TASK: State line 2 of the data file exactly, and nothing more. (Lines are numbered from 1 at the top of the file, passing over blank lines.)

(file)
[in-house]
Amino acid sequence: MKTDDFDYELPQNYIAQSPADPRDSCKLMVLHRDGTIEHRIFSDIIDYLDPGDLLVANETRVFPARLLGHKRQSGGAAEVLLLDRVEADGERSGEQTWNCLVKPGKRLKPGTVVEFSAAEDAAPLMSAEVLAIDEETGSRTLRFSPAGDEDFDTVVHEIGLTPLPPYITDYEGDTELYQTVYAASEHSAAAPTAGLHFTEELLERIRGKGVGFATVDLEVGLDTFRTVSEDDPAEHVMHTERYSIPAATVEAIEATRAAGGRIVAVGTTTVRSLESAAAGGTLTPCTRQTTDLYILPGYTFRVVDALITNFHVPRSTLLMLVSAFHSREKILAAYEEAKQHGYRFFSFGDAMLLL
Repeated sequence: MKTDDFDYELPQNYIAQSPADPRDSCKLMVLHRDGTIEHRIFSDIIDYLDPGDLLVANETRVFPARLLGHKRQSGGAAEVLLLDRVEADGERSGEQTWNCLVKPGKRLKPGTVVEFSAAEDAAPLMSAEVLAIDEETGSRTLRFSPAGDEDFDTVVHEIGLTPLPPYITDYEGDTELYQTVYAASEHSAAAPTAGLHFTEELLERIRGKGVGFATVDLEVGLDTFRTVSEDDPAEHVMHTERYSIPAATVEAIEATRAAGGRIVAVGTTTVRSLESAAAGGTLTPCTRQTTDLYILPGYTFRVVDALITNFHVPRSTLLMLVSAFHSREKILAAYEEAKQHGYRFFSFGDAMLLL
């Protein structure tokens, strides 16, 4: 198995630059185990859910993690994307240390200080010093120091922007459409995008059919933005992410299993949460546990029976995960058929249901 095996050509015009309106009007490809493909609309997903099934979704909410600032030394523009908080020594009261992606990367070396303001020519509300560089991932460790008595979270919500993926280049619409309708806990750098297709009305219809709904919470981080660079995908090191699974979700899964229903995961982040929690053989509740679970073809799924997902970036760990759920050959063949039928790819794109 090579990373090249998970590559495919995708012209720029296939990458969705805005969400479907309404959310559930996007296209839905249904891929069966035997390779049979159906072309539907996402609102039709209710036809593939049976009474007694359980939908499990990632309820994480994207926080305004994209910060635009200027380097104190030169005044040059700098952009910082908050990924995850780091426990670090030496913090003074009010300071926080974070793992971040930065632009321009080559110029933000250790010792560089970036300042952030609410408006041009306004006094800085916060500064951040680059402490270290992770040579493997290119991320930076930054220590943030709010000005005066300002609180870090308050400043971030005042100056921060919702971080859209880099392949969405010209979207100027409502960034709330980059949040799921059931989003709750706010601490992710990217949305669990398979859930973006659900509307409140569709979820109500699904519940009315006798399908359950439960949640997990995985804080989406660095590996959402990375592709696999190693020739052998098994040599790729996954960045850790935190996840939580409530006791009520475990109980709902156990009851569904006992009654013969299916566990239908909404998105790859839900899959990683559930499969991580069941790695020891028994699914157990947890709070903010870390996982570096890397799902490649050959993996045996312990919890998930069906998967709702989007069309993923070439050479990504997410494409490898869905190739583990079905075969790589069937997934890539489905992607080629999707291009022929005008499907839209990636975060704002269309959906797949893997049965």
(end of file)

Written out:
Amino acid sequence: MKTDDFDYELPQNYIAQSPADPRDSCKLMVLHRDGTIEHRIFSDIIDYLDPGDLLVANETRVFPARLLGHKRQSGGAAEVLLLDRVEADGERSGEQTWNCLVKPGKRLKPGTVVEFSAAEDAAPLMSAEVLAIDEETGSRTLRFSPAGDEDFDTVVHEIGLTPLPPYITDYEGDTELYQTVYAASEHSAAAPTAGLHFTEELLERIRGKGVGFATVDLEVGLDTFRTVSEDDPAEHVMHTERYSIPAATVEAIEATRAAGGRIVAVGTTTVRSLESAAAGGTLTPCTRQTTDLYILPGYTFRVVDALITNFHVPRSTLLMLVSAFHSREKILAAYEEAKQHGYRFFSFGDAMLLL